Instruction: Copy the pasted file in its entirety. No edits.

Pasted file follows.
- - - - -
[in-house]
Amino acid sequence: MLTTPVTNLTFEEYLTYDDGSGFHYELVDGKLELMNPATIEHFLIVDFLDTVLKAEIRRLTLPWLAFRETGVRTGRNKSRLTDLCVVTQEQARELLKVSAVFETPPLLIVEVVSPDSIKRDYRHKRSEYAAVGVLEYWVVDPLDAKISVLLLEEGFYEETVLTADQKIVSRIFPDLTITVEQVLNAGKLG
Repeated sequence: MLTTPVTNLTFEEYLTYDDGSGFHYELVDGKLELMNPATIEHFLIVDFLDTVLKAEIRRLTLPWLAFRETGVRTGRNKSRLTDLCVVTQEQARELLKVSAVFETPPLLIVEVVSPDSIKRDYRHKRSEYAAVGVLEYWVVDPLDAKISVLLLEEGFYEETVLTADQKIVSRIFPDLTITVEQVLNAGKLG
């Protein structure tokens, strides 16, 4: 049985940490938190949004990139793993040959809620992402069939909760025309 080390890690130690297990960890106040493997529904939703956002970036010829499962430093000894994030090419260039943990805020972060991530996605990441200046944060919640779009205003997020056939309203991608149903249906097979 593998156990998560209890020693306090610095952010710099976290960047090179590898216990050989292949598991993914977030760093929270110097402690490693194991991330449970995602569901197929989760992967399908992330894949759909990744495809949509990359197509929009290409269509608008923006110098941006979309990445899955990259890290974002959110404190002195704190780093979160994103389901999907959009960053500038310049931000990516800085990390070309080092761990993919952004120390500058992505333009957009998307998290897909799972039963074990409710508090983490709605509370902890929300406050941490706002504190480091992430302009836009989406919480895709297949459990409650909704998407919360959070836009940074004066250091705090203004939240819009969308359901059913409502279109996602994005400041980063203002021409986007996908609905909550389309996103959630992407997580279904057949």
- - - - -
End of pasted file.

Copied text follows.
[in-house]
Amino acid sequence: MLTTPVTNLTFEEYLTYDDGSGFHYELVDGKLELMNPATIEHFLIVDFLDTVLKAEIRRLTLPWLAFRETGVRTGRNKSRLTDLCVVTQEQARELLKVSAVFETPPLLIVEVVSPDSIKRDYRHKRSEYAAVGVLEYWVVDPLDAKISVLLLEEGFYEETVLTADQKIVSRIFPDLTITVEQVLNAGKLG
Repeated sequence: MLTTPVTNLTFEEYLTYDDGSGFHYELVDGKLELMNPATIEHFLIVDFLDTVLKAEIRRLTLPWLAFRETGVRTGRNKSRLTDLCVVTQEQARELLKVSAVFETPPLLIVEVVSPDSIKRDYRHKRSEYAAVGVLEYWVVDPLDAKISVLLLEEGFYEETVLTADQKIVSRIFPDLTITVEQVLNAGKLG
């Protein structure tokens, strides 16, 4: 049985940490938190949004990139793993040959809620992402069939909760025309 080390890690130690297990960890106040493997529904939703956002970036010829499962430093000894994030090419260039943990805020972060991530996605990441200046944060919640779009205003997020056939309203991608149903249906097979 593998156990998560209890020693306090610095952010710099976290960047090179590898216990050989292949598991993914977030760093929270110097402690490693194991991330449970995602569901197929989760992967399908992330894949759909990744495809949509990359197509929009290409269509608008923006110098941006979309990445899955990259890290974002959110404190002195704190780093979160994103389901999907959009960053500038310049931000990516800085990390070309080092761990993919952004120390500058992505333009957009998307998290897909799972039963074990409710508090983490709605509370902890929300406050941490706002504190480091992430302009836009989406919480895709297949459990409650909704998407919360959070836009940074004066250091705090203004939240819009969308359901059913409502279109996602994005400041980063203002021409986007996908609905909550389309996103959630992407997580279904057949």